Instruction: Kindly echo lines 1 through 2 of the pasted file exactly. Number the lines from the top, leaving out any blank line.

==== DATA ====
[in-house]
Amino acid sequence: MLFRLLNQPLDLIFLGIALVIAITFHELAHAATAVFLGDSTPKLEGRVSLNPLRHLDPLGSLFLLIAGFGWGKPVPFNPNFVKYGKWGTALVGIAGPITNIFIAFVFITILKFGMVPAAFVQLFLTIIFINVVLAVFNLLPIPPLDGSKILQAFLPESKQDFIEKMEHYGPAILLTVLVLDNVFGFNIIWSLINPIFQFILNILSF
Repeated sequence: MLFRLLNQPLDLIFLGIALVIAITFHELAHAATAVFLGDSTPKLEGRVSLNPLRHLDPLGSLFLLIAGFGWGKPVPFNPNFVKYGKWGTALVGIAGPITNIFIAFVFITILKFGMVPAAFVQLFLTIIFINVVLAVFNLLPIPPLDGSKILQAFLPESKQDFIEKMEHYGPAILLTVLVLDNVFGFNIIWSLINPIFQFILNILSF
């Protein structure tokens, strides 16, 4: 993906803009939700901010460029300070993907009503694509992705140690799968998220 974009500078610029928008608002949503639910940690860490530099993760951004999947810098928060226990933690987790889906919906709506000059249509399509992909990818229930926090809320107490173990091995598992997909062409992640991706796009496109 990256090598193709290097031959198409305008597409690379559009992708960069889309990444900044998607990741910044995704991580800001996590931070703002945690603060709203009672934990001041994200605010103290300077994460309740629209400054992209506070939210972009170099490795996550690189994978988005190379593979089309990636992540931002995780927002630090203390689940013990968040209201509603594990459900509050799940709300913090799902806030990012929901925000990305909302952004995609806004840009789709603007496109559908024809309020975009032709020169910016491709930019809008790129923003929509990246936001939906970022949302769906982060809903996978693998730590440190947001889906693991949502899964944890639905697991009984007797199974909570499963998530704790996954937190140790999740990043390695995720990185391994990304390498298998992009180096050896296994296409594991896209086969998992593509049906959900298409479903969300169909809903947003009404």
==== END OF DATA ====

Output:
[in-house]
Amino acid sequence: MLFRLLNQPLDLIFLGIALVIAITFHELAHAATAVFLGDSTPKLEGRVSLNPLRHLDPLGSLFLLIAGFGWGKPVPFNPNFVKYGKWGTALVGIAGPITNIFIAFVFITILKFGMVPAAFVQLFLTIIFINVVLAVFNLLPIPPLDGSKILQAFLPESKQDFIEKMEHYGPAILLTVLVLDNVFGFNIIWSLINPIFQFILNILSF